I spent the afternoon in Wodonga on election day speaking to those brave and poor souls handing out how to vote cards. There was a general excitement in the air, and camaraderie between all, though it didn’t extend to the young liberals, who lived up to their stereotype.
It turns out the excitement was well placed, as Independent Cathy McGowan is set to take the seat of Indi from Liberal Sophie Mirabella in a tight race. This seat has been an interesting case in what has otherwise has been a bland election. It shows the power of grassroots organizing and as a result the media has sat up and taken notice.
Indi is a traditionally conservative seat and Mirabella held it by the substantial margin of nine and a half percent. But on election night McGowan told her jubilant supporters that ‘We used to called it a safe seat but we have changed that. We’ve made the seat the swinging seat of Indi.’
McGowan, a former teacher and now farmer and businesswoman has run a grassroots campaign with a close eye to the local issues which include rail connections, high speed internet, mobile phone blackspots, mental health and the tourism industry.
She puts her accomplishment to, what she describes as, the ‘kitchen table’ approach. That is developing community engagement and working the issues of the electorate through close meetings. In addition she has developed a strong swag of volunteers that number into the hundreds along with the support of high profile people including former PM Malcolm Fraser.
McGowan also puts down some of her success to the bitter way in which voters viewed the two major parties and their perceived infighting, inability for reform and lack of connection to the local community. Her electoral popularity is a tick in the box for true local representation and the power of a truly representative politician.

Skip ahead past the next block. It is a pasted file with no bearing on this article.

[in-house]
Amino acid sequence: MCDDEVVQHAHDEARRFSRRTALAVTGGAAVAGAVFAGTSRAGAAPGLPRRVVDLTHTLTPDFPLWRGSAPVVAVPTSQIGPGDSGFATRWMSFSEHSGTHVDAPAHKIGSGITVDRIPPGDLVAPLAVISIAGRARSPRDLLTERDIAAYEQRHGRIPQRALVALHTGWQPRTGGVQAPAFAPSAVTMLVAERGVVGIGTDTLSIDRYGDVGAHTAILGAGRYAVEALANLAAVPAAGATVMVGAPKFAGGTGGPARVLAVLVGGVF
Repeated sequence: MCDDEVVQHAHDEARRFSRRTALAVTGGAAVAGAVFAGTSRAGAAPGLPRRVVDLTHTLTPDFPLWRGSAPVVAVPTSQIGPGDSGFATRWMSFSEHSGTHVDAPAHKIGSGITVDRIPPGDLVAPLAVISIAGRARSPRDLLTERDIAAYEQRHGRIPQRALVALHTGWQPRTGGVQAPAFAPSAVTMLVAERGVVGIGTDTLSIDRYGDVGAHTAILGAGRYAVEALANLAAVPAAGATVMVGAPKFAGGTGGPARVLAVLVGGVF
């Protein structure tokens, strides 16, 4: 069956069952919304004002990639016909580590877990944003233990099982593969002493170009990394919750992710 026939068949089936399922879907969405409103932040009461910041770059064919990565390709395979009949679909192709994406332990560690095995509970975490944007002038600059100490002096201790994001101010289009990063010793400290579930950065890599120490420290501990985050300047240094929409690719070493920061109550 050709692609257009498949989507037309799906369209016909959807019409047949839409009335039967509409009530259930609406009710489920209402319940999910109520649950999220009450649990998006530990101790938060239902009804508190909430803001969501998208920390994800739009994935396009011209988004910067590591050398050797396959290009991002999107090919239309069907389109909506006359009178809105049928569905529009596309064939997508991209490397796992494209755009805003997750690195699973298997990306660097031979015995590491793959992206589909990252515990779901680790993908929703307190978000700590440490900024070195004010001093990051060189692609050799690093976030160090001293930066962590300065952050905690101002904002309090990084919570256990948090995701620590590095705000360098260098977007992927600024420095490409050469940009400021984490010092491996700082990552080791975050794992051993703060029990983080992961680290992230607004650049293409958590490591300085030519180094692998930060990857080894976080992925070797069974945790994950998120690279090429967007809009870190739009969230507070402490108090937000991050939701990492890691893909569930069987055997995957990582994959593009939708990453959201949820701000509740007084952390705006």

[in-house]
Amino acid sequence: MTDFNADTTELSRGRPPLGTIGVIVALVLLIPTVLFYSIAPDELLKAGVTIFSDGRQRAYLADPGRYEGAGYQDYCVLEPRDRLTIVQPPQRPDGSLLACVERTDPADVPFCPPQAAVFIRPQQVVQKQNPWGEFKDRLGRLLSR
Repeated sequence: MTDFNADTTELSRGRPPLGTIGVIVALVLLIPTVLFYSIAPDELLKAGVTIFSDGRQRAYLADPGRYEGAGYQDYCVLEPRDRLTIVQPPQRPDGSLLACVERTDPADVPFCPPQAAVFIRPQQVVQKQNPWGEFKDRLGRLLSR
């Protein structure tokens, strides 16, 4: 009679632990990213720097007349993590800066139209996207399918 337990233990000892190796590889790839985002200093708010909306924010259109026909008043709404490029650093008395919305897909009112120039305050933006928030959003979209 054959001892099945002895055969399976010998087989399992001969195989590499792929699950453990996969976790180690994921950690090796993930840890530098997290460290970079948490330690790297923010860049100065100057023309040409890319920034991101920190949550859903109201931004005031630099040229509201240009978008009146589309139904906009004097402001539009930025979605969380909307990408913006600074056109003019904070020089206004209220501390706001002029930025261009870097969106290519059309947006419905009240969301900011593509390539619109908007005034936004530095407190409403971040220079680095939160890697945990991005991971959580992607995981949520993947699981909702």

And although the Liberals negatively campaigned on it, her being an independent did not appear to taint her name. In fact, she herself told me it was an advantage in this region. Indeed, her hard work in this area should be a standard for other representative politicians. McGowan said that the electorate had felt taken for granted.
Both Liberal and Labor are now all but entirely composed of life-long professional politicians, schooled in the micro-factions, and those who have never been in the situation of those they ‘represent’. McGowan was able to capitalise on the collective discontent of Indi, and Australia.
The outgoing liberal representative Sophie Mirabella suffered an almost ten percent swing against her. Mirabella’s unapologetic conservatism, hard-nosed politics and combative persona have made her well-known in Australian politics.
It was that which McGowan did, that Mirabella did not. Mirabella, who was unable to be reached for an interview was perceived as being out of touch with the local people in this geographically vast electorate and was thought by some to have ‘gone missing.’
Mirabella who has recently said that she does not want to be reconsidered for a possible front bench position, said people who voted for McGowan had ‘wool over their eyes’ and accused her of running a ‘well-organised Labor, union, Greens, GetUp! campaign’.
McGowan on the other hand made herself available, and approachable.
Although McGowan recognizes the constraints that are involved in being an independent, she also sees her role as being a representative of the area. Unlike independents under the previous government she told me on Friday that she does not have to go into king maker mode; she can simple represent her constituents.
She wants to be an effective local negotiator and bring issues to the table. Because 87 % of all bills are passed in a bipartisan manner, McGowan’s influence could be bigger than first thought.
Her campaign style, commitment to local issues and affable manner are a breath of fresh air in the stale and hostile Australian political environment. Whether or not she can bring something to the national and local table as a result remains to be seen. But regardless the manner in which she has potentially dethroned a liberal frontbencher with her ‘kitchen table’ approach could prove to be a positive model Australia wide.